Of course Cantlay buried his putt for the win and Bryson missed. The only way it could end. What an afternoon.
The summer of playoffs continued Sunday on the PGA Tour, but this one at the 2021 BMW Championship may have been the best of them all. Patrick Cantlay defeated Bryson DeChambeau in a wild six-hole playoff that included a bit of everything. This after the duo finished at 27 under in regulation, four clear of the rest of the field.
Cantlay now sits No. 1 in the FedEx Cup Playoffs standings with DeChambeau in third. Tony Finau, the winner of last week's The Northern Trust, will open the 2021 Tour Championship next Thursday between them.
Plenty happened Sunday, but a good place to jump into the action is on the 14th hole as Cantlay and DeChambeau separated from the pack. Before DeChambeau hit his approach shot, he turned to Cantlay and asked him to stop walking, presumably because it was a disruption as he was about to play his shot.
Cantlay banged a 22-footer on him shortly after that exchange, and the stakes at an already-elevated event were raised. The two best players in the field were noticeably cold toward one another coming home, which might not bode well for the U.S. team's Ryder Cup chances next month but made for a hell of a last two hours at this event.
Their next exchange came at the par-5 16th. DeChambeau birdied and offered an unintentionally humorous fist pump. Cantlay looked like he was on the edge of teetering out of the tournament, but he nailed an 8-footer for par to stay one back. At the next hole, DeChambeau looked like he'd won it. Cantlay hit his tee shot in the water on the par-3 17th, and DeChambeau was safely up by the green. But the Big Golfer flubbed his chip, and Cantlay hit another 8-footer for par. Both made bogey, and Cantlay remained one back going to the 72nd hole.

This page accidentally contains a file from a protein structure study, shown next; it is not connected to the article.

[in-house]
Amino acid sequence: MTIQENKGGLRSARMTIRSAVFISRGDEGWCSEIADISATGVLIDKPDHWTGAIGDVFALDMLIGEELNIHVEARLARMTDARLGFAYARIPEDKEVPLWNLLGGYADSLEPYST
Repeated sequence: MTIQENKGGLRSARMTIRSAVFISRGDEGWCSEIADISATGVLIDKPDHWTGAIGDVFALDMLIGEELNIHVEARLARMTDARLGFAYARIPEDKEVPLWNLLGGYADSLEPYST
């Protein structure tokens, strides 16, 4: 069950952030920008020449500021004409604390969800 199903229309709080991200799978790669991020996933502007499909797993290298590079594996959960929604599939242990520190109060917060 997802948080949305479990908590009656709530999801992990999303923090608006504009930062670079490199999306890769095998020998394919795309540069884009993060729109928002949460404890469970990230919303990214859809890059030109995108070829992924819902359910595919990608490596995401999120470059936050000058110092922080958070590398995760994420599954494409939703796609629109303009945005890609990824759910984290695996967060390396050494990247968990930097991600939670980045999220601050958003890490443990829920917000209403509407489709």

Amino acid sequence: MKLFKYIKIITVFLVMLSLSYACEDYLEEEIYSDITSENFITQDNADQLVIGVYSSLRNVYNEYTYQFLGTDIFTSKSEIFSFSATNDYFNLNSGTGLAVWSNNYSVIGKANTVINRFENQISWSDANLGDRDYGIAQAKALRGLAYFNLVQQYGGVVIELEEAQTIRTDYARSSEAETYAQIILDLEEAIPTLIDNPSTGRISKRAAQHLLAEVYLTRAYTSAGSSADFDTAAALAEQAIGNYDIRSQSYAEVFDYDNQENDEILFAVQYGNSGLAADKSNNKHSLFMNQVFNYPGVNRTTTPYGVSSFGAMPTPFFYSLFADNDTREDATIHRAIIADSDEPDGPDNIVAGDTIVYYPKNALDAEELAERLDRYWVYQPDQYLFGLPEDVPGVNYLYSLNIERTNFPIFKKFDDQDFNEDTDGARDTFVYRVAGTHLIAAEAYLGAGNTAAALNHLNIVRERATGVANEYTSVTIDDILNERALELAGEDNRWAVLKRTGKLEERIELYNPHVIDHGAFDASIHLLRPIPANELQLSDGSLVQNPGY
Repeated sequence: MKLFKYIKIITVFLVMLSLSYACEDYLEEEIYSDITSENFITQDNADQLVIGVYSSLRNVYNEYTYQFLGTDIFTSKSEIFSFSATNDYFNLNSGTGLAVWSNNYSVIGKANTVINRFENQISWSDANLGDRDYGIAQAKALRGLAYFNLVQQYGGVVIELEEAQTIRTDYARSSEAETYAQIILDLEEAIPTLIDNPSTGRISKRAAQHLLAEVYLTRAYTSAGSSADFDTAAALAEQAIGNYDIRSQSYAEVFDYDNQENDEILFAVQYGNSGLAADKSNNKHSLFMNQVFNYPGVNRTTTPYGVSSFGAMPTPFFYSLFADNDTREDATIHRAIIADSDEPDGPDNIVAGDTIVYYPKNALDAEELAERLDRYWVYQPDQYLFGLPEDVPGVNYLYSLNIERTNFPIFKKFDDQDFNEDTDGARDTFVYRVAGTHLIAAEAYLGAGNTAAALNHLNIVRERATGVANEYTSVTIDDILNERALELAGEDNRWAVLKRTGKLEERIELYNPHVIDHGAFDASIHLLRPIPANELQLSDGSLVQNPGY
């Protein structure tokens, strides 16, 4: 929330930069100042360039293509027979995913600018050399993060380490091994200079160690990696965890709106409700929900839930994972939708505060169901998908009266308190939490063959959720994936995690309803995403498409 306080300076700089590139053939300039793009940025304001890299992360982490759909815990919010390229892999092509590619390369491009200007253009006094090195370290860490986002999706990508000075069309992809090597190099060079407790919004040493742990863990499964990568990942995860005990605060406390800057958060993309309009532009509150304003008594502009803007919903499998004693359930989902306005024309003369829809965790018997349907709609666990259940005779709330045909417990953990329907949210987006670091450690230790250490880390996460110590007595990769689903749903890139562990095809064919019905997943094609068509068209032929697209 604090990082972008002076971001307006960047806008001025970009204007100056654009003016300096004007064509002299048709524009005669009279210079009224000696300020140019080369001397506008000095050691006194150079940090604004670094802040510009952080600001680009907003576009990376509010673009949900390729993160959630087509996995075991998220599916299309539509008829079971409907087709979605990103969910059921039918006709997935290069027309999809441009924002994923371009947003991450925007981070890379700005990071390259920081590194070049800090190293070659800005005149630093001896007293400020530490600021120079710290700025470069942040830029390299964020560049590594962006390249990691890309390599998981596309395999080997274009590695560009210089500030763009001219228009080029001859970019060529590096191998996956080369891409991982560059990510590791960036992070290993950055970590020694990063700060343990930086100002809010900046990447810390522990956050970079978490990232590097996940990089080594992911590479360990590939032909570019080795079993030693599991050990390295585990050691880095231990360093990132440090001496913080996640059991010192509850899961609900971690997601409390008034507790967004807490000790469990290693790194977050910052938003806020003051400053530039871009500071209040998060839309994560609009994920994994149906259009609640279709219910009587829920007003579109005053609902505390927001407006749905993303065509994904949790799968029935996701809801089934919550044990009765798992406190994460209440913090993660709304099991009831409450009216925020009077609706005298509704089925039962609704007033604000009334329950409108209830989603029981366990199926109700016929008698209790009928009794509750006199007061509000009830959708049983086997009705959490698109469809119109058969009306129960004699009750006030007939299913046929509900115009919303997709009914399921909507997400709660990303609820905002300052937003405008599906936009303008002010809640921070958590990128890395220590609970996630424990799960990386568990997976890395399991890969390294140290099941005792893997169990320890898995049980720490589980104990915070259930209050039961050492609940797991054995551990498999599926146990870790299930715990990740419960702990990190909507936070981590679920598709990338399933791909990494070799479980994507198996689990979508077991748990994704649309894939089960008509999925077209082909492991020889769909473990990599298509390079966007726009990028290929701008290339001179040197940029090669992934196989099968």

Cantlay sent the tournament into a playoff with a 22-footer for birdie on that 72nd hole (which, it turns out, would be a bit of foreshadowing). What ensued was six holes of chaos. Over and again in the playoff, it looked like both players were buried. DeChambeau had a 6-footer to win on the second playoff hole but missed it. He hit it in the water on the fourth playoff hole and got up and down from 150 yards to stay alive. He hit it to 6 feet on the fifth playoff hole, but Cantlay dropped it it inside his ensuing putt (both made birdie). It was a redux of the Travelers Championship earlier this summer, which went an astounding eight playoff holes, but this one with two of the top 10 players in the world and a lot more on the line.
Cantlay got him in the end with, no surprise here, a long putt. He hit an 18-footer on the sixth playoff hole (the 18th hole on the course) to win his fifth PGA Tour event and third of the season (2020 Zozo Championship, 2021 Memorial). It was the perfect way to cap the greatest putting week in PGA Tour history. Cantlay gained 14.6 strokes with his putter over 72 holes of regulation, which was five more than DeChambeau and nearly eight more than anyone else in the field.
DeChambeau had so many chances, too. He missed five straight putts -- the last two holes of regulation and the first three holes of the playoff -- from 20 feet and in. Any of the five would have won the tournament. The fact that DeChambeau even went to a playoff is itself difficult to reconcile. On the week, he shot a 60, made 27 birdies, posted four eagles, sat first in the field in driving and second in putting, and incredibly did not win (either in regulation or thereafter). He became the first golfer ever to shoot 27 under or lower through 72 holes and lose on the PGA Tour.